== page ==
The transfer of Marko Marin to Chelsea was unique in the sense that it was in sharp contrast to the usual hype and speculation of your typical Chelsea.F.C signing. There have only been murmurs in the past about a move to Chelsea, when Marin was expected to be the ‘German Messi’ by the media, but the murmurs (read, wishful thinking) died down even before they had gathered momentum.
The club’s historic victory against F.C.Barcelona at the Camp Nou had barely sunk in when four days later, on the 28th of April 2012, it was announced on the official Chelsea website that Marin had agreed to sign for the club. It was as if the 23 year old German winger had tricked his way back into the collective conscience of a footballing world that had almost forgotten him.
Marin is Bosnian by birth. His parents migrated to Germany when he was just two years old and young Marko grew up in Frankfurt playing his youth football for local clubs SG High and Concord, before he ultimately signed for Eintracht Frankfurt. But it wasn’t until he started playing for Borussia Monchengladbach that people started taking notice. He was signed for a paltry sum of just 20,000 Euros and was offered a three year professional deal after only a year with the youth team. Thereafter Marin started to impress at the Reserves level. The then manager at Monchengladbach, Jupp Heynckes had seen enough and decided to straightaway thrust his 5ft 7inch winger into the thick of things.
Marko Marin delivered and as he did, earned rave reviews from the press and supporters alike. He finished the 2008/09 season with 7 goals and 10 assists. This is the point where the hype began around Europe about a winger who wasn’t the archetypical German wide player. He provided more flair as opposed to discipline, more dribbling as opposed to efficiency and was puny rather than typically tall in appearance. Ergo, the comparisons to Lionel Messi started.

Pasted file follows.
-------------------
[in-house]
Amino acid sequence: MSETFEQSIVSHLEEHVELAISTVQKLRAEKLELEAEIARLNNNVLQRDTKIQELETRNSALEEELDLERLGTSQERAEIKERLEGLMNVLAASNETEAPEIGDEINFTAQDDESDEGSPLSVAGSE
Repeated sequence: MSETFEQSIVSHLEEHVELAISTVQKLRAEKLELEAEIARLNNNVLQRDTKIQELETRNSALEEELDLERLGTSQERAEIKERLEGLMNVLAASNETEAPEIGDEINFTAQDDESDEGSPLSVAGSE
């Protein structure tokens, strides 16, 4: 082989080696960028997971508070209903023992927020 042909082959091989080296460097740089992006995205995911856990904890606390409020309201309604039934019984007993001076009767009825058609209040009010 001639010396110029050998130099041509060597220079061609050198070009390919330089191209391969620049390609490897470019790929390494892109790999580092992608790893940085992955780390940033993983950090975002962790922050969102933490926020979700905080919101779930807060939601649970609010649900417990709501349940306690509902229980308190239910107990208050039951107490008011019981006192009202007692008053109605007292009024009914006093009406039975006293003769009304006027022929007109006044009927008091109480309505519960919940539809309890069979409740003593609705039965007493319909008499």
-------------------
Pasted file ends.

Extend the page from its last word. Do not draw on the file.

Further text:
It would appear that Werder Bremen were preparing for the departure of their best player, Mesut Ozil sooner or later, and invested a reported 8.5m Euros to bring Marin to Weser Stadion. The transfer provided Bremen with a highly potent attacking force comprising of Ozil, Aaron Hunt and Marko Marin. Playing on his preferred left forward position, Marko Marin helped Bremen finish third in the Bundesliga, bagging 6 goals and 14 assists in all competitions for himself on the way. He was then chosen as part of Joachim Low’s German World Cup squad and managed to get on twice from the bench against Australia and Serbia. Marin however, couldn’t manage to break into a fiercely competitive German Squad. His teammate Mesut Ozil on the other hand, had a spectacular World Cup and La Liga giants Real Madrid wasted no time in snapping him up.
With Werder Bremen’s key player lost, the onus was now upon Marin to create and he was moved into a central position behind the striker. Due to his size and style, Marin wasn’t as effective as he used to be, playing down the centre of the pitch. Despite the perceived drop in general performances due to a switch in position, his statistical output wasn’t diminished during his second season at Bremen. The stats would read 4 goals and 9 assists, which is only a marginal drop in comparison to his first season. However, football is about what a player does throughout the 90 minutes.
While Marin lit up the place with moments of inspiration every now and then, his overall performances weren’t convincing enough and his stock dropped. He made just 16 appearances for Werder Bremen last season due to various injury related problems and ended the season with just a goal and 5 assists. Needless to say, he was dropped from the German team and did not even make the final 23-man squad flying to Poland and Ukraine for Euro 2012. It is why eyebrows were raised when Chelsea paid a reported 6.5m pounds to sign him from Werder Bremen. This isn’t a player who is on the rise but is very much a player who seems to be caught in a temporary decline of sorts. Keyword being – Temporary. And we shall see why.